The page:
The World's Most Watched Sporting EventsAugust 01, 2014

Glasgow, a charming metropolis in Scotland, plays host to athletes from 53 countries. If you've been following the Olympic Games and nothing else, then you might not have heard about the Commonwealth Games. For teams which are once part of the British Empire, this IS their Olympics. The opening ceremonny just took place at Celtic Park, topbilled by a 100-meter screen. A brilliant idea by the Commonwealth Games Council for Scotland, as more spectators got a better picture of the happenings during the opening ceremony. But everyone was looking forward to the fireworks.

The plan is which one has the most fishes

The idea of having a competition among Commonwealth of Nations was first brought up by John Astley Cooper in 1891. But what he had in mind was a fishing contest, unaware that this would make an impact. (Nineteenth century was reeling from conflicts, mostly in the continent. so several days of goodwill was most welcome.) On the other side of the channel, Pierre de Coubertin was thinking of the same thing. The modern Olympic Games was launched in 1896, but this wasn't the end for the John Astley Cooper Committees.

In 1911, the Festival of Nations was held at the Crystal Palace in Palace. It was a celebration of the coronation of George V, an auspicious moment for those who want to make the Commonwealth Games happen. If not for the First World War, then the first edition took place earlier. Better late than never.

Being the largest isn't bad at all

The twentieth edition of the quadrennial competition saw the Australian swimming team winning 19 out of the 44 gold medals at stake. This was a turnaround from the 2012 Summer Olympics, where they have only one gold to show off. Fans believe this bodes well for the 2016 Games in Rio de Janeiro.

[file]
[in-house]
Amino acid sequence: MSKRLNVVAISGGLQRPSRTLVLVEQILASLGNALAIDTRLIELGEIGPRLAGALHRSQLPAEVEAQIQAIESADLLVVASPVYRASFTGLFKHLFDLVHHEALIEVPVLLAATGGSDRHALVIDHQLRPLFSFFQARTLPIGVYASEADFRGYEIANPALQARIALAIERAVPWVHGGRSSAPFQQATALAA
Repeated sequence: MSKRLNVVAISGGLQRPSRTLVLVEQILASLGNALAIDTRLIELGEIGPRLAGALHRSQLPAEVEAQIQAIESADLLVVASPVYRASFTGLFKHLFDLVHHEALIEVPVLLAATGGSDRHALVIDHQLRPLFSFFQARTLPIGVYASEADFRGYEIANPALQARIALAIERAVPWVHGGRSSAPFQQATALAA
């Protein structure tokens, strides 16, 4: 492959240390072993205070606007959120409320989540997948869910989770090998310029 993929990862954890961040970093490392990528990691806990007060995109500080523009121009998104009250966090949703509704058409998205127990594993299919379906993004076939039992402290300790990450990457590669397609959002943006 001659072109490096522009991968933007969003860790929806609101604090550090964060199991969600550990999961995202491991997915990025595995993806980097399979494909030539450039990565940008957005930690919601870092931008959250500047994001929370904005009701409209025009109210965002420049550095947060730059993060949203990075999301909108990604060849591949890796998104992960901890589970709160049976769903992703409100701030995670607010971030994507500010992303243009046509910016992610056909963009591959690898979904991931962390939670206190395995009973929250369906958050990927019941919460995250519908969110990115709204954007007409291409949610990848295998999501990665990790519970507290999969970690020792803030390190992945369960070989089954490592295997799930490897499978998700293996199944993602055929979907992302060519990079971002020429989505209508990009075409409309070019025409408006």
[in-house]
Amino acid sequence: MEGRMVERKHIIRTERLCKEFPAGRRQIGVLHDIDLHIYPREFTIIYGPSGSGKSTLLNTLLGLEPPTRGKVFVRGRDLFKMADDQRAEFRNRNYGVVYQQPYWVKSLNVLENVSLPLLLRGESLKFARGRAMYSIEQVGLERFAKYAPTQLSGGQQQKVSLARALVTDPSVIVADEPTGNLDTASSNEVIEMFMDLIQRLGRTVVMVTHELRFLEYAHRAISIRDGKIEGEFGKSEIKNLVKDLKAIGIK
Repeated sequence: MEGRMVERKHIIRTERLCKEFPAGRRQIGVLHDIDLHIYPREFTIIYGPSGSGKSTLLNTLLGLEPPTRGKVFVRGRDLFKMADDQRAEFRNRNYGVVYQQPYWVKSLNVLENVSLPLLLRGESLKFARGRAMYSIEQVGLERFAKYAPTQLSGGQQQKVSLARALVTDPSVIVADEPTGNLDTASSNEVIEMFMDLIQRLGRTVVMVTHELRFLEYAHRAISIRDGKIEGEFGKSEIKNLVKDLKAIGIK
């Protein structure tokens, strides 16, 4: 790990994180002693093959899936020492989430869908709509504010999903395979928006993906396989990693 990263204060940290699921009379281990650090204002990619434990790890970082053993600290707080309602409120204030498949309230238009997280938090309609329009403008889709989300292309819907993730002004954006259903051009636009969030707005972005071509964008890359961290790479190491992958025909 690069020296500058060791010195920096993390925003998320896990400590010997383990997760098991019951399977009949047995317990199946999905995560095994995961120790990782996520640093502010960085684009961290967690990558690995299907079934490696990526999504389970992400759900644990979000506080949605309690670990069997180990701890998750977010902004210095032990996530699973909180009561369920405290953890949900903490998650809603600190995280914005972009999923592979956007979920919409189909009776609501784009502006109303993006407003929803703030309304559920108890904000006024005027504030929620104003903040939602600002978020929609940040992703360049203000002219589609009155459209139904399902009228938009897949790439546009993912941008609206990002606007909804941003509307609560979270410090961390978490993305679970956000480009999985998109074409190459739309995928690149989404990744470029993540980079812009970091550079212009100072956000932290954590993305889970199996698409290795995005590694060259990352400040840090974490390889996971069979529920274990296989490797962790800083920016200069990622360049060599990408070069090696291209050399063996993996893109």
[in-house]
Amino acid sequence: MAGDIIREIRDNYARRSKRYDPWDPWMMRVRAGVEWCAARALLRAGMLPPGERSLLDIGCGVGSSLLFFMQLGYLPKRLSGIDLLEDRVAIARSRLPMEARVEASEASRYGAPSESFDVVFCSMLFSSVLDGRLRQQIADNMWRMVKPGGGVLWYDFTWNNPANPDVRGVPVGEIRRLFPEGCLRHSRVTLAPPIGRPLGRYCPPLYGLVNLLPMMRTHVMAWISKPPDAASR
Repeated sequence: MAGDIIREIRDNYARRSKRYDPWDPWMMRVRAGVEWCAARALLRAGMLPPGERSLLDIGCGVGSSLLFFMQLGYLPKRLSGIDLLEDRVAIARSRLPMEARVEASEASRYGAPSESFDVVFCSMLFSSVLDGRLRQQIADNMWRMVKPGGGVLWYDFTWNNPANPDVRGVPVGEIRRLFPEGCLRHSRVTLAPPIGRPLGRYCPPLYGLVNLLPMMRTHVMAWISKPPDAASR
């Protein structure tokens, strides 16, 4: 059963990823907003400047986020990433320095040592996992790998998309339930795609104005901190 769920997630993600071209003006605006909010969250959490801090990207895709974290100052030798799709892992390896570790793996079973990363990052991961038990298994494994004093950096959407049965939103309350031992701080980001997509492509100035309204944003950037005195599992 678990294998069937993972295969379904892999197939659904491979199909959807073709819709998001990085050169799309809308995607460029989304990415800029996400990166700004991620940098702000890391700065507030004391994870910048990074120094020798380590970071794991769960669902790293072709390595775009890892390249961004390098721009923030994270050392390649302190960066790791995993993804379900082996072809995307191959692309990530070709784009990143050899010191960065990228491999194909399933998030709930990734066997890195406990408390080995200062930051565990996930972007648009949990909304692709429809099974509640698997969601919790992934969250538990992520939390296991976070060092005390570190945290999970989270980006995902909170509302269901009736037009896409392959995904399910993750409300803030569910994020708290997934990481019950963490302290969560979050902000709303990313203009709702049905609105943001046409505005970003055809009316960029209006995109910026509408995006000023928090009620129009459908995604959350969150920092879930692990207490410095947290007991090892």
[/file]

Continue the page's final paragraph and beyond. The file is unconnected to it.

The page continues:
The Commonwealth Games are the fourth largest multi-sports event in the world, after the Olympic Games, the Asian Games, and the Maccabiah Games. But it's not one of the world's most watched events. (Don't be surprised, as not all countries can't play lawn bowls.) So you're wondering which is which. Here they are:

1. FIFA World Cup. Everyone plays football, which is why the qualification phase takes three years. It's hard to find someone who don't like it, the reason why the tournament lasts thrity one days or more. For the 2014 event, several games were among the most-watched, with an estimated 34.7 million Germans witnessing their national team beat Argentina in the finals. End of argument.

2. Olympic Games. The decision of the International Olympic Committee to place the Summer and Winter Games on separate four-year cycles in alternating even-numbered years means there's a huge market for this event. For most athletes, to represent their respective countries in this competition is considered the highest honour. Fame and riches follow.

3. Cricket World Cup. Sachin Tendulkar and Glenn McGrath may not ring a bell to those who don't follow cricket, but they're the Lebron James and Kobe Bryant with a bat. Only fourteen teams may have competed in the 2011 World Cup, which India, Sri Lanka, and Bangladesh cohosted, but the number could be deceiving.

4. Super Bowl. The list of performing artists in the halftime shows said it all.

5. Monaco Grand Prix. First held in 1929, the circuit became prestigious due to the location. Princess Grace, remember?

So which one is your favourite?

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